Dr Hugh Carey Trowell OBE MD FRCP
A colleague said of Trowell:
“It was Dr Hugh Trowell who first used the term ‘Western Disease’ to refer to a pattern of illnesses which he saw essentially as man-made, and caused above all by modem technology, creating a food supply in Britain and other Western countries heavy in fats and sugars, poor in fibre and many nutrients that are a natural part of whole food.
Dr Trowell worked in East Africa for over thirty years, and his experience taught him that many of the most common causes of death and disability in Western countries are rare or even non-existent among country people in Africa, many of whom live to a ripe, healthy old age. Working in partnership with Dr Denis Burkitt, Dr Trowell identified a pattern of ‘Western Diseases’. The previous term was ‘diseases of civilisation’; but as he said ‘it proved obnoxious to teach African and Asian medical students that their communities had a low incidence of these diseases because they were uncivilised’..
This work alone is enough to establish Dr Trowell as a great nutritional scientist and a great thinker, at a time when almost all research workers know more and more about less and less. Another great achievement, is his original definition of ‘dietary fibre’, established in the first of three monumental books co-edited with Dr Burkitt, ‘Refined Carbohydrate Foods and Disease: Some Implications of Dietary Fibre’, published in 1975.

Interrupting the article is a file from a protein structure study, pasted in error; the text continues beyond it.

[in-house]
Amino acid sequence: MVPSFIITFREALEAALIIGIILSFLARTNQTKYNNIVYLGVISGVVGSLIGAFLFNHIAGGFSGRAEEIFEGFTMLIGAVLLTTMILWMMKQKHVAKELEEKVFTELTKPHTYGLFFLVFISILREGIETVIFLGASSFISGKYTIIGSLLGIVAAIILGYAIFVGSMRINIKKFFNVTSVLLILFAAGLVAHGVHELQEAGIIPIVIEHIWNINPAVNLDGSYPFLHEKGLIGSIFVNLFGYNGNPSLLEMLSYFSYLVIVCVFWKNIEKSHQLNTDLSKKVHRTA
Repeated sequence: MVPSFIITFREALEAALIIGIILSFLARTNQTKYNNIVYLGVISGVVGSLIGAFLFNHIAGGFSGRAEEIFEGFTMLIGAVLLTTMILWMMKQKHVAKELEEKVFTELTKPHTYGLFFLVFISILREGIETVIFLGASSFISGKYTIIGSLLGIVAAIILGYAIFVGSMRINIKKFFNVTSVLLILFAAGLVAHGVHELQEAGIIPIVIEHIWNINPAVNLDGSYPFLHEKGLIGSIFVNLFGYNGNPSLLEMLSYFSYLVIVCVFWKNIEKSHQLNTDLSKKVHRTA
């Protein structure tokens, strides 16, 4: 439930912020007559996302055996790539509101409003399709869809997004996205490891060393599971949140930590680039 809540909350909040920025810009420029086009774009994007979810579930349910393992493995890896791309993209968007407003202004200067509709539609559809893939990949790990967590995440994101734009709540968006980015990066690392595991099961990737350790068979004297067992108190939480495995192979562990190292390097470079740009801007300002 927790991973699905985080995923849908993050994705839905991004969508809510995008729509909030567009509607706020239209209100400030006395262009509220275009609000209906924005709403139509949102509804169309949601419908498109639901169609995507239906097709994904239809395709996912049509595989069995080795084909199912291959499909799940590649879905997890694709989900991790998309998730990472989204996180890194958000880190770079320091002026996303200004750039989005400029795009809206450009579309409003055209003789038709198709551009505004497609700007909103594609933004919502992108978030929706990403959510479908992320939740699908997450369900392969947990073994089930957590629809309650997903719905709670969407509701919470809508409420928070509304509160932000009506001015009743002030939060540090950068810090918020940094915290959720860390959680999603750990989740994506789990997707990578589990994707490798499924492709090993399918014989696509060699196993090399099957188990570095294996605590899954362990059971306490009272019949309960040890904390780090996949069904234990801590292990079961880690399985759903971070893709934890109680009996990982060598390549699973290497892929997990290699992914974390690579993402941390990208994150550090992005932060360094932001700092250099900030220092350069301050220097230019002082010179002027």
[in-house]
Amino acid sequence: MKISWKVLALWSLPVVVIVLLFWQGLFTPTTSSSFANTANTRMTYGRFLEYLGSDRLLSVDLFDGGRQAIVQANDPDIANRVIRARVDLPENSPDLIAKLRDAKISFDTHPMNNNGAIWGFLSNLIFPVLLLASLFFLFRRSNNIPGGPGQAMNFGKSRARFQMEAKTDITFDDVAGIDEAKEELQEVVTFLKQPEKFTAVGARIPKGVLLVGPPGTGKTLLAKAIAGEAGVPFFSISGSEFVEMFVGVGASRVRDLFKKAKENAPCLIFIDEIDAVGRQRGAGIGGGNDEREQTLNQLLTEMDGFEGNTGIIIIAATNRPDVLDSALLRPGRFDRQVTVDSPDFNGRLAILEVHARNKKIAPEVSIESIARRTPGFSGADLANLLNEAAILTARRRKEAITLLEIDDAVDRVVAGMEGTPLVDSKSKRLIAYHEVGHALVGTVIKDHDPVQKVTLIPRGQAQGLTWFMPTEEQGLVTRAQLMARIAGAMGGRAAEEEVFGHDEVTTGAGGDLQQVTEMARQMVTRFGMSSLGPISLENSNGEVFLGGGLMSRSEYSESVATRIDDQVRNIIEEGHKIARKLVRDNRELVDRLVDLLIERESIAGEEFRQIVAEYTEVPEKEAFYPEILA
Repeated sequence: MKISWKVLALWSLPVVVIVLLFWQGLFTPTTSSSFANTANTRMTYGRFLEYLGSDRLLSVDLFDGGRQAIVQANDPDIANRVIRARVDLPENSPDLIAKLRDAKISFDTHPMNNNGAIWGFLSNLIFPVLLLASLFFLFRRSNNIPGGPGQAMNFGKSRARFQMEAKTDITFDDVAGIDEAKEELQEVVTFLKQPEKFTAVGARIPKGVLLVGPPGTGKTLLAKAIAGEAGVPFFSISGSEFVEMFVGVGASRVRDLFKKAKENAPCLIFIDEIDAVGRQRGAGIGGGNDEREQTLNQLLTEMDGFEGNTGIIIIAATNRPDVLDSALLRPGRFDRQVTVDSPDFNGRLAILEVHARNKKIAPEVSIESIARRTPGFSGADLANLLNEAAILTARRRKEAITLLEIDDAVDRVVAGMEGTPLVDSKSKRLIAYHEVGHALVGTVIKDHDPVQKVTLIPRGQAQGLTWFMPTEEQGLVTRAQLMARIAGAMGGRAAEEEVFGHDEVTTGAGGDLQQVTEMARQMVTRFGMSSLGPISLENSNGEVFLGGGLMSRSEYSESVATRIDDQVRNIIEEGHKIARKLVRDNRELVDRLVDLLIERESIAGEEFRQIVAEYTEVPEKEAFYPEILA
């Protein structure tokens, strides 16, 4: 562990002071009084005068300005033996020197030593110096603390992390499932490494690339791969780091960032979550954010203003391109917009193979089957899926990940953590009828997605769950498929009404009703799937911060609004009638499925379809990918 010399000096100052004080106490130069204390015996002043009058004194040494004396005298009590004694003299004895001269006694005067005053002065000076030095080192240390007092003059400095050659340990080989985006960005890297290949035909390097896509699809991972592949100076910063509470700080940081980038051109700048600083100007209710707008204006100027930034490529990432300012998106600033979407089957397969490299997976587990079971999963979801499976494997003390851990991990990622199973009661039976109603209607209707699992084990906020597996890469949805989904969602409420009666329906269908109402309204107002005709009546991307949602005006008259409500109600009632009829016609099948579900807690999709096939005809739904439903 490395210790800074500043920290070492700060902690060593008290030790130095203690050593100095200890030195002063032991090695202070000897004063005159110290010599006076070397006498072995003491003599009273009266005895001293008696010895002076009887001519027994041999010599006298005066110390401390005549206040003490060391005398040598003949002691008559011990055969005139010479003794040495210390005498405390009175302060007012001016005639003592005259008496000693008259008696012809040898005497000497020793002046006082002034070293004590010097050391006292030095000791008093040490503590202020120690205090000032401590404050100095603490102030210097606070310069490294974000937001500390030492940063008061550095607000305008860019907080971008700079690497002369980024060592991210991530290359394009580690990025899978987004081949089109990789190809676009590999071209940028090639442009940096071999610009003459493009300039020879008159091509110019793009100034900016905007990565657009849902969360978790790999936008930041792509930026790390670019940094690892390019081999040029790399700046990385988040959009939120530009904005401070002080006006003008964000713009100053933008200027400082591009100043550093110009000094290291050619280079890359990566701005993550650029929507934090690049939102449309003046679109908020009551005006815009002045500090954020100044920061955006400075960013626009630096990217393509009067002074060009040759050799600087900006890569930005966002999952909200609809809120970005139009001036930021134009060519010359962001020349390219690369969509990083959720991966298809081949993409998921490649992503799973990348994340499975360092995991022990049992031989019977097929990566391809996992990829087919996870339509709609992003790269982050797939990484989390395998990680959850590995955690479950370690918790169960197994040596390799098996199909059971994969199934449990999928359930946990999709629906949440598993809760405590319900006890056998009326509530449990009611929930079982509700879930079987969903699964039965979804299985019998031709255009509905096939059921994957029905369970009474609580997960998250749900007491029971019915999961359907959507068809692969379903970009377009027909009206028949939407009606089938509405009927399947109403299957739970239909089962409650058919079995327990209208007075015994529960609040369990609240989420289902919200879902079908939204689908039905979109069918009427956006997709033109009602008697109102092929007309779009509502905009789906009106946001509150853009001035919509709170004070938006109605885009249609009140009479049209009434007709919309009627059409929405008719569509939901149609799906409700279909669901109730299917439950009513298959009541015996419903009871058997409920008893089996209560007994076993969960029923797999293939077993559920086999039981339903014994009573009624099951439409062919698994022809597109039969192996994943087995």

In 1989 Dr Trowell died just before he celebrated his 85th birthday. He was justly proud of his pioneering work in the identification of kwashiorkor, now recognised as the most important deficiency disease in the world. In the 1980s he published original work on the cause and cure of adult-onset diabetes. He also identified early sexual maturity in Western children as unnatural. He believed there is a connection between premature sexual maturity, and diabetes, cancers and heart disease in later life. For good health, slow growth is best.
The McCarrison Society is the British professional association committed to the promotion of good health and prevention of disease by sound nutrition. The Society is proud to publish this short account of the life and work of Dr Trowell by his colleague and friend, Dr Denis Burkitt.”
Dr Hugh Trowell OBE MD FRCP
McCarrison society booklet
A time line of his career can be found on Mindus (Link)
His New York TImes obituary (Link)